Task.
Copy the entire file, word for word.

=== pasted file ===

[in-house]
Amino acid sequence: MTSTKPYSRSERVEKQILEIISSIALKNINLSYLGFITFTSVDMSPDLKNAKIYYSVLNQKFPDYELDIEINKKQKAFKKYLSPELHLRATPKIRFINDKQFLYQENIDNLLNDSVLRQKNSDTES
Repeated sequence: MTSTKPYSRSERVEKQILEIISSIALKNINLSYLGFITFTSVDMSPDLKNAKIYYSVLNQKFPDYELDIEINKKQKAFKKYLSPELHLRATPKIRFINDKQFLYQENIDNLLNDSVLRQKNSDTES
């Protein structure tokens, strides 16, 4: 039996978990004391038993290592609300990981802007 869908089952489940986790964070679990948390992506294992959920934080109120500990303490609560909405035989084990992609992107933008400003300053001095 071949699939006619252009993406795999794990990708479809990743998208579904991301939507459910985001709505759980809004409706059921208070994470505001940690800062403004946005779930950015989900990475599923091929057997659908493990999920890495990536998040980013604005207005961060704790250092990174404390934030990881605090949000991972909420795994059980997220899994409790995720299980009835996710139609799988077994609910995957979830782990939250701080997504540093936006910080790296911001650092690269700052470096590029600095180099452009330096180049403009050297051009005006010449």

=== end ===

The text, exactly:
[in-house]
Amino acid sequence: MTSTKPYSRSERVEKQILEIISSIALKNINLSYLGFITFTSVDMSPDLKNAKIYYSVLNQKFPDYELDIEINKKQKAFKKYLSPELHLRATPKIRFINDKQFLYQENIDNLLNDSVLRQKNSDTES
Repeated sequence: MTSTKPYSRSERVEKQILEIISSIALKNINLSYLGFITFTSVDMSPDLKNAKIYYSVLNQKFPDYELDIEINKKQKAFKKYLSPELHLRATPKIRFINDKQFLYQENIDNLLNDSVLRQKNSDTES
């Protein structure tokens, strides 16, 4: 039996978990004391038993290592609300990981802007 869908089952489940986790964070679990948390992506294992959920934080109120500990303490609560909405035989084990992609992107933008400003300053001095 071949699939006619252009993406795999794990990708479809990743998208579904991301939507459910985001709505759980809004409706059921208070994470505001940690800062403004946005779930950015989900990475599923091929057997659908493990999920890495990536998040980013604005207005961060704790250092990174404390934030990881605090949000991972909420795994059980997220899994409790995720299980009835996710139609799988077994609910995957979830782990939250701080997504540093936006910080790296911001650092690269700052470096590029600095180099452009330096180049403009050297051009005006010449």